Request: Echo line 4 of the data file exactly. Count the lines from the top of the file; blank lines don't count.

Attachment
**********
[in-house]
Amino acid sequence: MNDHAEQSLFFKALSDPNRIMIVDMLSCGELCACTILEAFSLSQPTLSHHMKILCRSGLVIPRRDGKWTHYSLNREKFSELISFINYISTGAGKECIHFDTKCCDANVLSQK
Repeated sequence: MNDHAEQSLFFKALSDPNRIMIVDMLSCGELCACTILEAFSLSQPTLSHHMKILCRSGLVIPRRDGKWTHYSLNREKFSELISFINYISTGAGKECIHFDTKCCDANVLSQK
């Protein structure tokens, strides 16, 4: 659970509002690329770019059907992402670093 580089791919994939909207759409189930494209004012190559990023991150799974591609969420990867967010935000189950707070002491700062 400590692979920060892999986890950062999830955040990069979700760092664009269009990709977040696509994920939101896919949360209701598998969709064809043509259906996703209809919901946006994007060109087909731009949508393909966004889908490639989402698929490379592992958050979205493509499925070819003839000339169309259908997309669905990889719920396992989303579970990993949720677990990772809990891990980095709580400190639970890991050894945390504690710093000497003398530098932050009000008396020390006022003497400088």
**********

């Protein structure tokens, strides 16, 4: 659970509002690329770019059907992402670093 580089791919994939909207759409189930494209004012190559990023991150799974591609969420990867967010935000189950707070002491700062 400590692979920060892999986890950062999830955040990069979700760092664009269009990709977040696509994920939101896919949360209701598998969709064809043509259906996703209809919901946006994007060109087909731009949508393909966004889908490639989402698929490379592992958050979205493509499925070819003839000339169309259908997309669905990889719920396992989303579970990993949720677990990772809990891990980095709580400190639970890991050894945390504690710093000497003398530098932050009000008396020390006022003497400088």